PFC Randolph “Bud” Allen

PFC Randolph “Bud” Allen

Birth
Rush, Boyd County, Kentucky, USA
Death 20 Nov 1943 (aged 19)
Tarawa, Gilbert Islands, Kiribati
Burial Arlington, Arlington County, Virginia, USA
Plot Section 60 | Grave 10687
Memorial ID 131881208 · View Source
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On July 29, 2014, Marine Corps PFC Randolph Allen, 19, killed in World War II, was finally laid to rest - in American soil - with full military honors.

Born March 24, 1924, in Rush, Kentucky, Randolph Allen was the only son and youngest of seven children blessed to the union of George Ballard and Susie (nee Smith) Allen.

Randolph was just 17 years old when Mr Allen succumbed to his son's pleas and signed his form permitting him to join the Corps.

Private First Class Allen was with his brothers in Foxtrot Company, 2nd Battalion of the 2nd Marines (F-2/2) when they landed on Betio as part of Operation: GALVANIC. The mission of the 2nd Marine Division was to secure the island in order to control the Japanese airstrip in the Tarawa Atoll; thereby preventing the Japanese Imperial forces from getting closer to the United States, and enabling US forces to get closer to mainland Japan. It would become one of the bloodiest battles in the Corps history.

It was November 20th (D-Day for the "Battle of Tarawa"), when young Randolph - just 19 years old - perished. He was reportedly soon buried on Betio Island - a temporary location chosen by his fellow Marines, the survivors of the battle, until the Fallen could be recovered and returned to their families.

Having a loved one away from home during the holidays is always trying; however, having a son or husband off fighting in the war left the whole family on edge. The fact that this battle took place just before Thanksgiving meant that most of the families, who had unknowingly earned their Gold Star, would receive their heart-wrenching telegrams on Christmas Eve – some Christmas Day or even New Years Day.

For his service and sacrifice, Randolph's parents accepted his awards and decorations, including:
- Purple Heart
- Combat Action Ribbon
- World War II Victory Medal
- American Campaign Medal
- Marine Corps Presidential Unit Citation
- Asiatic-Pacific Theater Campaign Medal
- Marine Corp Expeditionary Medal, and
- Gold Star Lapel Button.

Also left to mourn his passing were sisters, Annette (Mrs James Russell Savage), Hester Jo (Mrs Julius McGranahan), Sallie Margaret (Mrs Allen P. Masters), Willa Belle (Mrs George Richmond Tussey), Francis (Mrs Thurman Stanley) and Madie Katherine (Mrs Adkins).

Despite the heavy casualties suffered by U.S. forces, military success in the battle of Tarawa was a huge victory for the U.S. military because the Gilbert Islands provided the U.S. Navy Pacific Fleet a platform from which to launch assaults on the Marshall and Caroline Islands to advance their Central Pacific Campaign against Japan.

In the immediate aftermath of the fighting on Tarawa, U.S. service members who died in the battle were buried in a number of battlefield cemeteries on the island. In 1946 and 1947, the 604th Quartermaster Graves Registration Company conducted remains recovery operations on Betio, but PFC Allen's remains were not recovered. In, 1949, a military review board declared Randolph “non-recoverable”.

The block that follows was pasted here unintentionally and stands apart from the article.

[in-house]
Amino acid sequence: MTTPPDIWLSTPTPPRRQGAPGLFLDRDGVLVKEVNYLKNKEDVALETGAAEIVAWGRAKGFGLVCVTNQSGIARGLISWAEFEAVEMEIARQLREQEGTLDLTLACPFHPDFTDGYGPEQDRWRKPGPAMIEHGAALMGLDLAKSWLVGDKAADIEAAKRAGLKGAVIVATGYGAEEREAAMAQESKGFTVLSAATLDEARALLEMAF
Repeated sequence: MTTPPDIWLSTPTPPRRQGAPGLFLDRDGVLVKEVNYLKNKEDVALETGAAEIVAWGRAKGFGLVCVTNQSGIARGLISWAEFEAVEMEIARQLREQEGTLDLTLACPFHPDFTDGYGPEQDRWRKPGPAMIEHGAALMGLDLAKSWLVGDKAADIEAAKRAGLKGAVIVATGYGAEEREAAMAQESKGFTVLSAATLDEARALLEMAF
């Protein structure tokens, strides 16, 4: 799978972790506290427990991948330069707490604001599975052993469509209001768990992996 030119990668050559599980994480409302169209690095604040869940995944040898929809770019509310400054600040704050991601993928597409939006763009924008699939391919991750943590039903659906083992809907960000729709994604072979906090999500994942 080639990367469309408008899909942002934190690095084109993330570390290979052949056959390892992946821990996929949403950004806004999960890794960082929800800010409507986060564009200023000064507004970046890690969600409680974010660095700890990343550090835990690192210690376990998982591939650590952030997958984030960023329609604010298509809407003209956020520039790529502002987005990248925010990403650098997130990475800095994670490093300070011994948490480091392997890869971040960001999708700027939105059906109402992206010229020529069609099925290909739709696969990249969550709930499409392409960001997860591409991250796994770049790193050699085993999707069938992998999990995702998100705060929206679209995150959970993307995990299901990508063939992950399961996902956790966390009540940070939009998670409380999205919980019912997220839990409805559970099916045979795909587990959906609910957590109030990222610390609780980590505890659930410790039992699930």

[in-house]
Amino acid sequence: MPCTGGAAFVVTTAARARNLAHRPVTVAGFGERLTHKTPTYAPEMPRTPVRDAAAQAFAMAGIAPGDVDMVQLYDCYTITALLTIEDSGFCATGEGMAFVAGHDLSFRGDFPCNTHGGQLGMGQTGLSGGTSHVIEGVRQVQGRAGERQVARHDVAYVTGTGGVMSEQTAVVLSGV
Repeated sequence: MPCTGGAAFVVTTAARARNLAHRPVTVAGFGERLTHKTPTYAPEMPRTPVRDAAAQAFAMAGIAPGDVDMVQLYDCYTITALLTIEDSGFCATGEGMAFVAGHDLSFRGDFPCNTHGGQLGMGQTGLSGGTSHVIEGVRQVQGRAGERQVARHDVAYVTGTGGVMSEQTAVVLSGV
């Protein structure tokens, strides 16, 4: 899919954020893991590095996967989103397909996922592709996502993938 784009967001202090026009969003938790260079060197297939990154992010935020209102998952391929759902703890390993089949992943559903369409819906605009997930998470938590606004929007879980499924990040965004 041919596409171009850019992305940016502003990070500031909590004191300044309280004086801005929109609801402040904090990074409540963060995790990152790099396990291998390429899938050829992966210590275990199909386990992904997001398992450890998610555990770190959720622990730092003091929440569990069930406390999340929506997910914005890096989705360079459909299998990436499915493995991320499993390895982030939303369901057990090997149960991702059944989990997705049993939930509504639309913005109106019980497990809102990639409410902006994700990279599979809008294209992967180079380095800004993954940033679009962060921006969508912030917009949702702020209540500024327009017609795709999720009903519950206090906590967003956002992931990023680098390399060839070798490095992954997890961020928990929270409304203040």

From Nov. 12-27, 2013, History Flight excavated what was believed to be a war time fighting position on the island of Betio. During this excavation they recovered five sets of remains, personal effects and military equipment. Four sets of remains were determined to be Japanese service members and the fifth set was believed to be that of a U.S. Marine. Two sets of military identification tags which correlated to Allen were also found in the fighting position. Those remains were later turned over to the Joint POW/MIA Accounting Command (JPAC, now the Defense POW/MIA Accounting Agency) for analysis.

On June 17, 2014, JPAC officially identified PFC Allen and his family soon received a call from the Marine Corps POW/MIA Section with the good news. JPAC had identified his remains based on circumstantial evidence and forensic identification tools such as dental and skeletal comparison, which matched Allen’s enlistment records.

Randolph was finally returned to his family and , on July 29, 2014, laid to rest at Arlington National Cemetery with full military honors.

His family later had a memorial marker placed near his family at Rose Hill Burial Park and Mausoleum in Ashland, Kentucky (200057093, a cenotaph).


Marine Corps Private First Class Randolph Allen is memorialized on the the following monuments:
- Boyd County War Memorial (131884433, a cenotaph).
- Court 2 of the "Courts of the Missing" within the National Memorial Cemetery of the Pacific's Honolulu Memorial. A rosette has been placed next to his name indicating that Randolph has finally been found (56113951, a cenotaph).

SOURCES
Marine Corps POW/MIA Section
American Battle Monuments Commission
JPAC/DPMO (now DPAA) Release No: 14-024 (July 21, 2014)
Jennifer Morrison, independent volunteer forensic genealogist



Inscription

RANDOLPH / ALLEN
PFC / US MARINE CORPS / WORLD WAR II
MAR 24 1924 / NOV 20 1943
PURPLE HEART


  • Created by: JSMorrison
  • Added: 25 Jun 2014
  • Find a Grave Memorial 131881208
  • CJ
  • Find a Grave, database and images (https://www.findagrave.com : accessed ), memorial page for PFC Randolph “Bud” Allen (24 Mar 1924–20 Nov 1943), Find a Grave Memorial no. 131881208, citing Arlington National Cemetery, Arlington, Arlington County, Virginia, USA ; Maintained by JSMorrison (contributor 47978427) .